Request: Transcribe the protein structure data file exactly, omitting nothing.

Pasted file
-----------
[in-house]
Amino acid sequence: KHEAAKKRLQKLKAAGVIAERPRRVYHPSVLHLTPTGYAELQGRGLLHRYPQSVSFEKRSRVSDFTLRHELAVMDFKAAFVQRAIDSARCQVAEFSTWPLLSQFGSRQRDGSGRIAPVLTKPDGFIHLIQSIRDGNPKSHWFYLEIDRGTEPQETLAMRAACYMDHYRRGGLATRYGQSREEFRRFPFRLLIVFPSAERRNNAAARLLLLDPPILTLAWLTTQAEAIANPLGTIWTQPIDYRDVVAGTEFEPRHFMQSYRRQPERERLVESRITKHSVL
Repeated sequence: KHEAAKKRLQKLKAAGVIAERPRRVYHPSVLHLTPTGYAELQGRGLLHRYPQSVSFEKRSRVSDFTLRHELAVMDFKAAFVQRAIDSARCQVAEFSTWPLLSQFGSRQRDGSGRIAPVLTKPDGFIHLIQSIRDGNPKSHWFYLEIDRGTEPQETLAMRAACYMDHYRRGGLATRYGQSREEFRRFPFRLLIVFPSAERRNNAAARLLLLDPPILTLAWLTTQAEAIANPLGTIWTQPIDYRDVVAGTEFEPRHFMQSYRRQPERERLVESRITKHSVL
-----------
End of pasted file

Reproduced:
[in-house]
Amino acid sequence: KHEAAKKRLQKLKAAGVIAERPRRVYHPSVLHLTPTGYAELQGRGLLHRYPQSVSFEKRSRVSDFTLRHELAVMDFKAAFVQRAIDSARCQVAEFSTWPLLSQFGSRQRDGSGRIAPVLTKPDGFIHLIQSIRDGNPKSHWFYLEIDRGTEPQETLAMRAACYMDHYRRGGLATRYGQSREEFRRFPFRLLIVFPSAERRNNAAARLLLLDPPILTLAWLTTQAEAIANPLGTIWTQPIDYRDVVAGTEFEPRHFMQSYRRQPERERLVESRITKHSVL
Repeated sequence: KHEAAKKRLQKLKAAGVIAERPRRVYHPSVLHLTPTGYAELQGRGLLHRYPQSVSFEKRSRVSDFTLRHELAVMDFKAAFVQRAIDSARCQVAEFSTWPLLSQFGSRQRDGSGRIAPVLTKPDGFIHLIQSIRDGNPKSHWFYLEIDRGTEPQETLAMRAACYMDHYRRGGLATRYGQSREEFRRFPFRLLIVFPSAERRNNAAARLLLLDPPILTLAWLTTQAEAIANPLGTIWTQPIDYRDVVAGTEFEPRHFMQSYRRQPERERLVESRITKHSVL